Earlier this year, Dance Center Evanston added Studio5, a new venue for live performances.
Base EAV: $11,489,119
2016 EAV: $9,507,557
Surplus (Deficit): $2,764,923
This elongated TIF stretches along or near Chicago Avenue from Dempster Street to Oakton Street, extending both east and west at Main Street to include most of the commercial properties there.
Economic development in this TIF is most obvious in the nine-story mixed-use building on the southeast corner of Main Street and Chicago Avenue. The City gave the developer, Main & Chicago Evanston LLC, a construction loan of $2.9 million for its now-completed $42 million project there, forgivable if certain conditions are met. One of the commercial tenants is First Bank & Trust, which relocated its Main Street branch from near Sherman Avenue into the new building.
Piccolo Theater, whose home for years had been the lower floor of the Main Street Metra depot, has relocated to nearby St. Luke’s Episcopal Church.
The area, both within and outside of the TIF, appears to be thriving.
A few years ago, the Main Street and Dempster Street merchants associations merged to form the Main-Chicago Mile. The association holds several events each year to attract shoppers, including a charity wine walk in the fall.
Sketchbook Brewery now has a presence on Chicago Avenue, having graduated from its alley storefront a few months ago. The newest business in the area is Amanecer Taco Shop, which moved into the tidy space formerly occupied by The Alcove.
Economic activity in a tax-increment financing (TIF) district does not always generate funds immediately.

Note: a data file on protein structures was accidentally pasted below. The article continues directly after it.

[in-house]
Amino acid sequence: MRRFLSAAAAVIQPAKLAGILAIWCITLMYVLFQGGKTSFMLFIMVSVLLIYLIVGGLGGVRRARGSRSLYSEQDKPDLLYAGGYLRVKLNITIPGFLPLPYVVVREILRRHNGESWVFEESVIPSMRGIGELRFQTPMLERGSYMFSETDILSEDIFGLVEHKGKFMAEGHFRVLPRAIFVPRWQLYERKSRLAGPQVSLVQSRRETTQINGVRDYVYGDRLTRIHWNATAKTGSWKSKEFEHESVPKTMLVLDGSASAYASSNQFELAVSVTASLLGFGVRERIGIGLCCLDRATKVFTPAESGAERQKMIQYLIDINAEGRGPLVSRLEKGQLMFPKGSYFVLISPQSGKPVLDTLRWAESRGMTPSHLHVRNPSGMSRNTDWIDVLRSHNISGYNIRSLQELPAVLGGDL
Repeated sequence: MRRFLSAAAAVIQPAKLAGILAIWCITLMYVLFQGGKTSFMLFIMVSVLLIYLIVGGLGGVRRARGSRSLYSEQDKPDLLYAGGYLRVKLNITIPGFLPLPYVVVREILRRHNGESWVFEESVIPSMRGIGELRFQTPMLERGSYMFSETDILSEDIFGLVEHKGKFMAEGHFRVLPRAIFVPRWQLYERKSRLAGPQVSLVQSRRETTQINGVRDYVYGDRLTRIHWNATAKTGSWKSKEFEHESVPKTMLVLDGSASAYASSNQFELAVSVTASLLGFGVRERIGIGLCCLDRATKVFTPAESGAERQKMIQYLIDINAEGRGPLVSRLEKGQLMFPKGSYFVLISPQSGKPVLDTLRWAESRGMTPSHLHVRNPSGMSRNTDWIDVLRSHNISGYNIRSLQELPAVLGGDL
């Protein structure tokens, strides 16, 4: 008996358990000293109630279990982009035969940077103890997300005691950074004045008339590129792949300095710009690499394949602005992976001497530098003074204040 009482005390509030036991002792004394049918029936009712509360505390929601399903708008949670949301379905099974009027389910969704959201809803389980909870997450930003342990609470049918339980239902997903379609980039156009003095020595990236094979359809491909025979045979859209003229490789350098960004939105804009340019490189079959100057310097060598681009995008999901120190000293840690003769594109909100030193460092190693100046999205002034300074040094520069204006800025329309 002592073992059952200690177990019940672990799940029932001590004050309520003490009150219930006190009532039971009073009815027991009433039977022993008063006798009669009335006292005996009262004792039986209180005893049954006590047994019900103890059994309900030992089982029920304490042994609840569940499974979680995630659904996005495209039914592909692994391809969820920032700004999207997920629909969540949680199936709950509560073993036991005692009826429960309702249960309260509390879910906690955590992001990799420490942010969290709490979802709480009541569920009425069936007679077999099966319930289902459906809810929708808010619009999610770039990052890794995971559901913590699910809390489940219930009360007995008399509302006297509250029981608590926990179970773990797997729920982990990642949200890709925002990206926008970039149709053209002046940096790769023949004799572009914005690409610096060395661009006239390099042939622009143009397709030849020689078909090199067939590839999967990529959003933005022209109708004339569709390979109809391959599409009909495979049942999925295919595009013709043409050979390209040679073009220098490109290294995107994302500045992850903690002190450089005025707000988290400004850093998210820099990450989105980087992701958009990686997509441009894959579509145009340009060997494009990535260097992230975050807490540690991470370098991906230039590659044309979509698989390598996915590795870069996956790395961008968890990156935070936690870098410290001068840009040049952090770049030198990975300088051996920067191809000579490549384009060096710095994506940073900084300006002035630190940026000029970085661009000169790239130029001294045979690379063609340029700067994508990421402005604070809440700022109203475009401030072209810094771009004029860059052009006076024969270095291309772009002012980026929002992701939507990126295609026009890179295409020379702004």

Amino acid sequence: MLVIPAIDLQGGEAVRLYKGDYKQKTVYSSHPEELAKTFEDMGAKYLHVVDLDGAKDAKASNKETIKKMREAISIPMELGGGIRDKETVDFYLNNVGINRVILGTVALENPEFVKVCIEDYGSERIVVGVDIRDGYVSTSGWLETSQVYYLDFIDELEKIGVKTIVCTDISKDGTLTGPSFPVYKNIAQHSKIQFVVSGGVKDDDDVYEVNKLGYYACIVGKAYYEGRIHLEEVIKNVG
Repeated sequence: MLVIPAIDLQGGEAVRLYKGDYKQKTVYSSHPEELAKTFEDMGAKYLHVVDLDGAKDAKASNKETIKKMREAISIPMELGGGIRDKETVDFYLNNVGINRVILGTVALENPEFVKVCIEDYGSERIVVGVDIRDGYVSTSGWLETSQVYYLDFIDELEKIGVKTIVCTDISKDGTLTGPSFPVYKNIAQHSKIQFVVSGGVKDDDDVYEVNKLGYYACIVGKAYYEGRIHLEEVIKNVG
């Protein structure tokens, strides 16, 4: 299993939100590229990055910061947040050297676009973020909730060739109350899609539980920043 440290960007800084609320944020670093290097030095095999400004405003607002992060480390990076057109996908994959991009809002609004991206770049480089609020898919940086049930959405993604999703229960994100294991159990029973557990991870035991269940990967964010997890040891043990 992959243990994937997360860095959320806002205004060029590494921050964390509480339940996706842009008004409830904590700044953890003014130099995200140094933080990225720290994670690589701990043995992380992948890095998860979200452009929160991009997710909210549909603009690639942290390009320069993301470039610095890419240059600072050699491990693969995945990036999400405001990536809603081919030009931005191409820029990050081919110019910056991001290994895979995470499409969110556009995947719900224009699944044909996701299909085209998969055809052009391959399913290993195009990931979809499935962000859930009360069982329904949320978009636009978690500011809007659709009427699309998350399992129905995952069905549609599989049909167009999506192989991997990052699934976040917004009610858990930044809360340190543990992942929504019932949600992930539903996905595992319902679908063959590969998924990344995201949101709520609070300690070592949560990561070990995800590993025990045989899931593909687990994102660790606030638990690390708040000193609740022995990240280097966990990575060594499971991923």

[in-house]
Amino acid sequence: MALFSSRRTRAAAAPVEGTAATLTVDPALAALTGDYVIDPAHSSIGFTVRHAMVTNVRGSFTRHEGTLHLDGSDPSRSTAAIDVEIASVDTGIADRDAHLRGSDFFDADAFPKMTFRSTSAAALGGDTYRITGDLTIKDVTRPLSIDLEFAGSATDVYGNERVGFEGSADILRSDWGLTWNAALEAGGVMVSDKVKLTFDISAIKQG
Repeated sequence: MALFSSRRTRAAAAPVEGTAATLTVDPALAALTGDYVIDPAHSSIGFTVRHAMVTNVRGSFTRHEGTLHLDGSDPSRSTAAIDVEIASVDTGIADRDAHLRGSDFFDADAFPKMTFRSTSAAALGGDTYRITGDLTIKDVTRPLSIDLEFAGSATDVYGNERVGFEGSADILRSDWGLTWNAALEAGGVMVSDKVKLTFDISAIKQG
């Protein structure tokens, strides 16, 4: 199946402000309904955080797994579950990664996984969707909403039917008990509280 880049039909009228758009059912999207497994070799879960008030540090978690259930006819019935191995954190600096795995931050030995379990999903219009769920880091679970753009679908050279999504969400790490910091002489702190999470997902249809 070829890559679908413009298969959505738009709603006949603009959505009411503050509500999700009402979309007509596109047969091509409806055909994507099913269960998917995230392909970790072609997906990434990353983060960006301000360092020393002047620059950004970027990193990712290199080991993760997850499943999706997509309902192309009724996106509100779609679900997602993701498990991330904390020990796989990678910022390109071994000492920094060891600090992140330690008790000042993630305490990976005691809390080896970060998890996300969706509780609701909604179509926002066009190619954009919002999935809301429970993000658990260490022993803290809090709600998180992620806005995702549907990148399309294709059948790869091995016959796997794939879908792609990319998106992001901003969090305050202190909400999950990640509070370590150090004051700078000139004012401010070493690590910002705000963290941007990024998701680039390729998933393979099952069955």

In some of its more recent TIFs, the City has obtained a line of credit to cover expenses until there are sufficient TIF revenues in the TIF to cover another form of financing, such as general obligation (GO) bonds.
At the Jan. 8 City Council meeting, aldermen approved an extension of the $2.2 million line of credit for the West Evanston TIF and a new $3.5 million line of credit for the Howard/Ridge TIF, both with First Bank & Trust of Evanston.
The vote was 5-2, with Aldermen Tom Suffredin, 6th Ward, and Judy Fiske, 1st Ward, voting “no.” Fourth Ward Alderman Don Wilson and Ninth Ward Alderman Cicely Fleming were absent.
In June of 2015, Council approved a $2.2 million line of credit for the West Evanston and the Howard-Ridge TIFs, according to a Jan. 8 memo from Ashley King. The memo says $649,000 has been spent – $600,000 in the West Evanston TIF and the balance in the Howard-Ridge TIF.
Council approved the $3.5 million line of credit, with $1.5 million to be allocated to the theater project on Howard Street and $2 million to the Howard-Chicago development project (see accompanying TIF story).
The lines of credit will be extended each year until each TIF generates sufficient tax-increment revenues for the debt to be covered by a bond issue, according to Ms. King’s memo.
Until recently she served as the City’s Finance and Budget Manager. City Manager Wally Bobkiewicz recently appointed her to the position of Interim Chief Financial Officer.
Under the agreement with First Bank & Trust, the City will pay interest on amounts advanced under the lines of credit, based on the London Interbank Offered Rate (LIBOR) plus 100 basis points.
At present, the LIBOR 30-day rate is 1.564%, making the City’s total interest rate 2.564%. The rate will fluctuate monthly.